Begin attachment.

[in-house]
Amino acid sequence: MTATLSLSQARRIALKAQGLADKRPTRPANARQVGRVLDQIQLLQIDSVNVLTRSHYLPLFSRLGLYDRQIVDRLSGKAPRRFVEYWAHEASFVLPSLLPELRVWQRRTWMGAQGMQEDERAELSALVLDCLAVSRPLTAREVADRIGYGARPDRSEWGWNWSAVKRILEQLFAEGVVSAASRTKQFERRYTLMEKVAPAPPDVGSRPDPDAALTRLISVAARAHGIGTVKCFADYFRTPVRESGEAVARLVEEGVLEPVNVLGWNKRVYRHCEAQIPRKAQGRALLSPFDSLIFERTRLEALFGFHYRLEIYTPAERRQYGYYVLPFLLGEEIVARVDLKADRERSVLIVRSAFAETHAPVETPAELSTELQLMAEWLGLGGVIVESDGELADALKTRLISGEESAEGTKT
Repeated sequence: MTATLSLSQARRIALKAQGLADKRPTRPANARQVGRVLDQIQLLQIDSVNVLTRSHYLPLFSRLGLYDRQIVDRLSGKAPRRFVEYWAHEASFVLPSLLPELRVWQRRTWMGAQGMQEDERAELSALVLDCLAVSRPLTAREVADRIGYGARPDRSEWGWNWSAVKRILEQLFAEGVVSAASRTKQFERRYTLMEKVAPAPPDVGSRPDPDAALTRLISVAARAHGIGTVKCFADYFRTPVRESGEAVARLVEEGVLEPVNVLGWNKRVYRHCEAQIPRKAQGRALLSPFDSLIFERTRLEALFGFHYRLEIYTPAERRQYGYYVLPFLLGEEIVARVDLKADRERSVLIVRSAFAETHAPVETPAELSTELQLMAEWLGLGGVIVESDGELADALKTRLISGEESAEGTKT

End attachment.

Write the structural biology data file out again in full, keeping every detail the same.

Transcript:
[in-house]
Amino acid sequence: MTATLSLSQARRIALKAQGLADKRPTRPANARQVGRVLDQIQLLQIDSVNVLTRSHYLPLFSRLGLYDRQIVDRLSGKAPRRFVEYWAHEASFVLPSLLPELRVWQRRTWMGAQGMQEDERAELSALVLDCLAVSRPLTAREVADRIGYGARPDRSEWGWNWSAVKRILEQLFAEGVVSAASRTKQFERRYTLMEKVAPAPPDVGSRPDPDAALTRLISVAARAHGIGTVKCFADYFRTPVRESGEAVARLVEEGVLEPVNVLGWNKRVYRHCEAQIPRKAQGRALLSPFDSLIFERTRLEALFGFHYRLEIYTPAERRQYGYYVLPFLLGEEIVARVDLKADRERSVLIVRSAFAETHAPVETPAELSTELQLMAEWLGLGGVIVESDGELADALKTRLISGEESAEGTKT
Repeated sequence: MTATLSLSQARRIALKAQGLADKRPTRPANARQVGRVLDQIQLLQIDSVNVLTRSHYLPLFSRLGLYDRQIVDRLSGKAPRRFVEYWAHEASFVLPSLLPELRVWQRRTWMGAQGMQEDERAELSALVLDCLAVSRPLTAREVADRIGYGARPDRSEWGWNWSAVKRILEQLFAEGVVSAASRTKQFERRYTLMEKVAPAPPDVGSRPDPDAALTRLISVAARAHGIGTVKCFADYFRTPVRESGEAVARLVEEGVLEPVNVLGWNKRVYRHCEAQIPRKAQGRALLSPFDSLIFERTRLEALFGFHYRLEIYTPAERRQYGYYVLPFLLGEEIVARVDLKADRERSVLIVRSAFAETHAPVETPAELSTELQLMAEWLGLGGVIVESDGELADALKTRLISGEESAEGTKT